Human Vampiric Virus: Facts & Info

In summary, there is a virus that has been found in fleas that commonly parasitize cave-dwelling bats. However, the virus is not directly related to the bats' feeding habits, and it is unclear if the virus can successfully reproduce in a new host. There is also a source provided for more information on this topic.
  • #1
bioquest
319
0
I heard the virus' natural host is a flea commonly found on cave-dwelling bats, especially the vampire bat. Is this an actual virus, is there any info about it?
 
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  • #2
Could you please post the source - I'd love to see who came up with this one.
Unlees I misunderstand what you are saying...

Yes there are mites and fleas which prefer to parasitize just a single species of bats.
But the vampire bat's feeding habits have NOTHING to do with a virus infection changing what/how they eat.

Ever been bitten by one? I have. There's a lovely 45 year old scar on my forearm to prove it. The bite is painless, and continues to bleed long after Mr Bat takes off.
The bat has evolved over long periods of time to be able to open a wound and lap up blood successfully. A big part of that feeding strategy is not getting killed while feeding.

And it is possible for a bat to transmit a virus during feeding. Whether the virus can reproduce in the new host is extremely problematic.
 
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  • #3
I was just wondering if there was anything like this/if there was this
It doesn't sound too unreasonable...that fleas could transmit a virus that could cause you to go into a coma and have other effects

http://www.fvza.org/science1.html
 

Related to Human Vampiric Virus: Facts & Info

What is the Human Vampiric Virus (HVV)?

The Human Vampiric Virus (HVV) is a fictional virus that appears in various works of fiction, particularly in vampire-themed stories. It is not a real virus and has no scientific basis or evidence of its existence.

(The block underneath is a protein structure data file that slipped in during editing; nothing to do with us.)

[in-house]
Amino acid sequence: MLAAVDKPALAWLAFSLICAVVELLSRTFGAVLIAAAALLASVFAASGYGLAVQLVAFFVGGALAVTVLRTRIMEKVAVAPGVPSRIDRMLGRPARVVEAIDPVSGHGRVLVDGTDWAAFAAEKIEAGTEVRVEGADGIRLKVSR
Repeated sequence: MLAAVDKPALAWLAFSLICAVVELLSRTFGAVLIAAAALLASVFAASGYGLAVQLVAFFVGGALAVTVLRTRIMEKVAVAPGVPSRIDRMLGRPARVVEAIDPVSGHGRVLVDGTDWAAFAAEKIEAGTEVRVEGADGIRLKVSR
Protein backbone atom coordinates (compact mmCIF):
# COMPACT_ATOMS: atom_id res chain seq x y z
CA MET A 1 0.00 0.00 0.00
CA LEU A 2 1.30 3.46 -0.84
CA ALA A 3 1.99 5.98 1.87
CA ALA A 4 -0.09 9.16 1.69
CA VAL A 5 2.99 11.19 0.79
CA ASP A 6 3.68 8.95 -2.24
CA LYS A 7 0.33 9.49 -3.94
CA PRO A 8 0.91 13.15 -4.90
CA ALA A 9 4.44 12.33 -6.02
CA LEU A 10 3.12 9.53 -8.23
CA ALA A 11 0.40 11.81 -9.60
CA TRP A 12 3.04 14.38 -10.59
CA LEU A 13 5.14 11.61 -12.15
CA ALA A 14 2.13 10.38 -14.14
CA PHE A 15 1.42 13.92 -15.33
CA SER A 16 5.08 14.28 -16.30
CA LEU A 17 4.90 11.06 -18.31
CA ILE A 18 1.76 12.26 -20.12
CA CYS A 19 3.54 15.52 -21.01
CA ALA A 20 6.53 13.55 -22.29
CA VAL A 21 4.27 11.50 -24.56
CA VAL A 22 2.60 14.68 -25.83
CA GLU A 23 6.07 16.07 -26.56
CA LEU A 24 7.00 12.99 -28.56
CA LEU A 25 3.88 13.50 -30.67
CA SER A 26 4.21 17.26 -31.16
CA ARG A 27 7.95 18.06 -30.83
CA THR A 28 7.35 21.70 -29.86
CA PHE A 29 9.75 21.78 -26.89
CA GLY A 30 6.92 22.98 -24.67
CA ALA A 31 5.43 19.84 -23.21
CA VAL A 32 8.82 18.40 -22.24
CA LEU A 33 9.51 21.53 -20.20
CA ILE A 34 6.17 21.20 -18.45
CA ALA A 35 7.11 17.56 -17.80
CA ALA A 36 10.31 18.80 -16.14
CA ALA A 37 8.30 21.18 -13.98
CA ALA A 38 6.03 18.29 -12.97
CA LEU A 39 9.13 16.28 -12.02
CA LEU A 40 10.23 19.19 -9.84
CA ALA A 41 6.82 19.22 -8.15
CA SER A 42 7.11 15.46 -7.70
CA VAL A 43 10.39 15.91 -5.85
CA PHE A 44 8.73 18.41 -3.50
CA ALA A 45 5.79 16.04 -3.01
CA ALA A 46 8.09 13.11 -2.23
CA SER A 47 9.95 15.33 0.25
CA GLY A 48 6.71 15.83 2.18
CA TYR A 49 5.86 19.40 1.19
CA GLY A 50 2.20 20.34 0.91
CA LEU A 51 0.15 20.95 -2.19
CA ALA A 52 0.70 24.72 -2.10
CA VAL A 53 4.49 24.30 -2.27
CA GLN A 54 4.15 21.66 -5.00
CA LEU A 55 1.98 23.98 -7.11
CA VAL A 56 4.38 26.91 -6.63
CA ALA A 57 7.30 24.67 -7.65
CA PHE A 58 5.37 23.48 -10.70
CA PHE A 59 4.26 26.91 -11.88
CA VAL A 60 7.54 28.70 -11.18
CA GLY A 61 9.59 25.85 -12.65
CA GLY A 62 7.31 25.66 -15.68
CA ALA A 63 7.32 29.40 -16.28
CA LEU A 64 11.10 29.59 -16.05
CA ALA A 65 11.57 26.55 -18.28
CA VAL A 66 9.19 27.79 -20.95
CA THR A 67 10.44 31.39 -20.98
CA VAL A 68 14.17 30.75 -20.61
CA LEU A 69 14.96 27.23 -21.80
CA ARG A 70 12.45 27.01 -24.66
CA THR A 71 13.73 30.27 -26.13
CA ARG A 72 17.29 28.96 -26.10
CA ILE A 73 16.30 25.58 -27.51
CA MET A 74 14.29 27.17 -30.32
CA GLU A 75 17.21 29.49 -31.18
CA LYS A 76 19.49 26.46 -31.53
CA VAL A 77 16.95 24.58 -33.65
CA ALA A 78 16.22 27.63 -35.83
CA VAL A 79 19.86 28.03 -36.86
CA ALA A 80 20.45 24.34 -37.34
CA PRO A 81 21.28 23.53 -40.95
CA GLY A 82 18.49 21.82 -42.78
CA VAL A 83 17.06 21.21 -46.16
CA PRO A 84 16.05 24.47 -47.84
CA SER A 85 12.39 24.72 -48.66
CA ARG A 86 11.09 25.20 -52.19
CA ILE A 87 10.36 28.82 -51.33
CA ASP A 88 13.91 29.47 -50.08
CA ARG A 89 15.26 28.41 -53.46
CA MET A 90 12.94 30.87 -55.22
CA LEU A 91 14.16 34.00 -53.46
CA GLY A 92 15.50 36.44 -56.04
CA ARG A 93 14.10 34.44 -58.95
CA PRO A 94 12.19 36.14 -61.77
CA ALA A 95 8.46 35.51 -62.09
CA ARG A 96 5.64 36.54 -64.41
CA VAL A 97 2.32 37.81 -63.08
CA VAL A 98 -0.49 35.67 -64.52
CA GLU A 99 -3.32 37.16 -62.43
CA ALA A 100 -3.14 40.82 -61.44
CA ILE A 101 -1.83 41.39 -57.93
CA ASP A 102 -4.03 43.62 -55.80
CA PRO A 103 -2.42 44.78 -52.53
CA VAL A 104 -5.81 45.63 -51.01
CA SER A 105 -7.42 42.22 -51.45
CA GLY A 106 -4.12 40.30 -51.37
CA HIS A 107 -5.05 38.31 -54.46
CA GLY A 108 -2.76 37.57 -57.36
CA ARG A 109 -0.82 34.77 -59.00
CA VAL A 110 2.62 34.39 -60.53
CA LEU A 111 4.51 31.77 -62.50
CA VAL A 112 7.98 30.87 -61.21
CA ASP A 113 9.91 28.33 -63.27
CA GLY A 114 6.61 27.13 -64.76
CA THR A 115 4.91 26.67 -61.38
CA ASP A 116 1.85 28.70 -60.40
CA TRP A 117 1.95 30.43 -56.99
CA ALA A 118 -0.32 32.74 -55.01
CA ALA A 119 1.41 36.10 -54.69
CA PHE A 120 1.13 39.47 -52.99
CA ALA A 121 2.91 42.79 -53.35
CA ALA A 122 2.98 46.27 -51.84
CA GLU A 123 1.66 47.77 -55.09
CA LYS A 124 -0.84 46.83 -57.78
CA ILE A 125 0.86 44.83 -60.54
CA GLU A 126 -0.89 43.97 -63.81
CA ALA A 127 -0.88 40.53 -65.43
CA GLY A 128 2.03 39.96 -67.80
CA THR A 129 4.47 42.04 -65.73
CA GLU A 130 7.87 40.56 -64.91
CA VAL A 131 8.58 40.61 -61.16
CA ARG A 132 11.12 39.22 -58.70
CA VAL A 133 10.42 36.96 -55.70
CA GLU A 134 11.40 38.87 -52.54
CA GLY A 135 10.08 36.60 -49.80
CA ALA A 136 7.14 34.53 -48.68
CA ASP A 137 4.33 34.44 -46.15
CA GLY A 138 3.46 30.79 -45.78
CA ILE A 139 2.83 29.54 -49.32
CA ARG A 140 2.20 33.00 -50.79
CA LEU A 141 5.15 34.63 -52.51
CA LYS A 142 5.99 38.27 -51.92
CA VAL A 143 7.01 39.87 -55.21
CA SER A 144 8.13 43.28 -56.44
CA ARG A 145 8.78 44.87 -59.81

How is the HVV transmitted?

Since the HVV is not a real virus, there is no known method of transmission. In vampire-themed stories, it is often portrayed as being transmitted through a bite or exchange of bodily fluids with a vampire, but this is purely fictional and not based on any scientific evidence.

What are the symptoms of HVV?

As the HVV is not a real virus, there are no documented symptoms. In fiction, it is often portrayed as causing changes in physical appearance, such as pale skin and fangs, as well as heightened senses and a craving for blood. However, these are purely fictional and not based on any scientific evidence.

Is there a cure for HVV?

Since HVV is not a real virus, there is no known cure. In fiction, there are often stories of a cure being discovered or created, but these are purely fictional and not based on any scientific evidence.

Can someone become a real vampire from HVV?

No, as the HVV is not a real virus, it cannot turn someone into a real vampire. Vampires are fictional creatures created for storytelling purposes and do not exist in real life. Any transformations or abilities associated with vampires in fiction are not scientifically possible.

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